The TNA has an advantage just now, or self-perceptions of the same. The Alliance does not have to fight the parliamentary polls that harshly against ‘outsiders’. It is a ‘Tamil vs Tamil’ poll, where it is ‘Advantage, TNA’. Yet, they are not sure if the past five-plus years has helped them or disadvantaged them, given their own greater identification with the failed ‘GNU’ dispensation and the failure of the Wigneswaran administration, nearer home.
If the TNA wants to pass off all leadership blame of failed administration in the North to Wigneswaran’s intransigence, the latter is only too happy to point out how the Alliance leadership and most of their MPs palmed off their decisive parliamentary vote for ‘thirty pieces of silver’. Both blame the other for ‘not doing enough’ for the war-ravaged community – and both of them are telling the truth, almost the whole truth and nothing but the truth.
This has made what was designated as a one-horse race into a multiple horse affair where the ‘Elephant’ cannot run, a ‘Swan’ cannot swin’, or a lotus bud bloom. The Tamil vote will count not pre-poll, but in the post-poll Parliament, if at all. It will also count, not based on what numbers the TNA and/or the others win, but on what the UNP fails to win in the Sinhala-Buddhist South. Some irony, this.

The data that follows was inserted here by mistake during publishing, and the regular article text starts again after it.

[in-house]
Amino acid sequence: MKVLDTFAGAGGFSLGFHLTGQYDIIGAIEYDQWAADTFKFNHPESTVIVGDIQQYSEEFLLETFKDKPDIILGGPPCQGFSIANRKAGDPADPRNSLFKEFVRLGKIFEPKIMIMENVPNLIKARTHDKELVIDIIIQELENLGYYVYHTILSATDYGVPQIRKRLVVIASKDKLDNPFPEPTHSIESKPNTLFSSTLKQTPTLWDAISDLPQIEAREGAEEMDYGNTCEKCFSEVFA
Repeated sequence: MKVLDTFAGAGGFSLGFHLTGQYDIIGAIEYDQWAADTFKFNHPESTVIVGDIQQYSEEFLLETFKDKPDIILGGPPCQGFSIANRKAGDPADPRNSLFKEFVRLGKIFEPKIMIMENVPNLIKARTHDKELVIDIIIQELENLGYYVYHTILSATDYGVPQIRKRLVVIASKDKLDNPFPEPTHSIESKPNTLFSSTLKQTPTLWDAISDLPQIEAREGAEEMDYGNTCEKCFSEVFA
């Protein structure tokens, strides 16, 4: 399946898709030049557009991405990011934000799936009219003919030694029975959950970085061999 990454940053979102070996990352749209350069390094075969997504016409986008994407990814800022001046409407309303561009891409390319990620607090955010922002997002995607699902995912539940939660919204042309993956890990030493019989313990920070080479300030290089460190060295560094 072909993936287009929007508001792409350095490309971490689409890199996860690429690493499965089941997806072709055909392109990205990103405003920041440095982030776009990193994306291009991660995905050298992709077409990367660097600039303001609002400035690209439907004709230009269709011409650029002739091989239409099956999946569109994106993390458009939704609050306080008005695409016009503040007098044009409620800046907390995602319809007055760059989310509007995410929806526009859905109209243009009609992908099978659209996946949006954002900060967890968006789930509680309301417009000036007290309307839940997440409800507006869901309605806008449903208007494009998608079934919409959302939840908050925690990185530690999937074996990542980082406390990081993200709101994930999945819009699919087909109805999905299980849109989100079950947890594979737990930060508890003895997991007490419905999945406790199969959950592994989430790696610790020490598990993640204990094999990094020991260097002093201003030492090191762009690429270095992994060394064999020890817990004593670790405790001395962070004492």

This is where the TNA has an advantage, or relative disadvantage. In comparison, the UNP is only at a disadvantage. Everyone other than the divided party leadership recognises the fact. It also implies that the UNP’s top leaders seem to have (also) acknowledged that the party may have a slim chance to win the parliamentary polls and form a government with a party man as Prime Minister.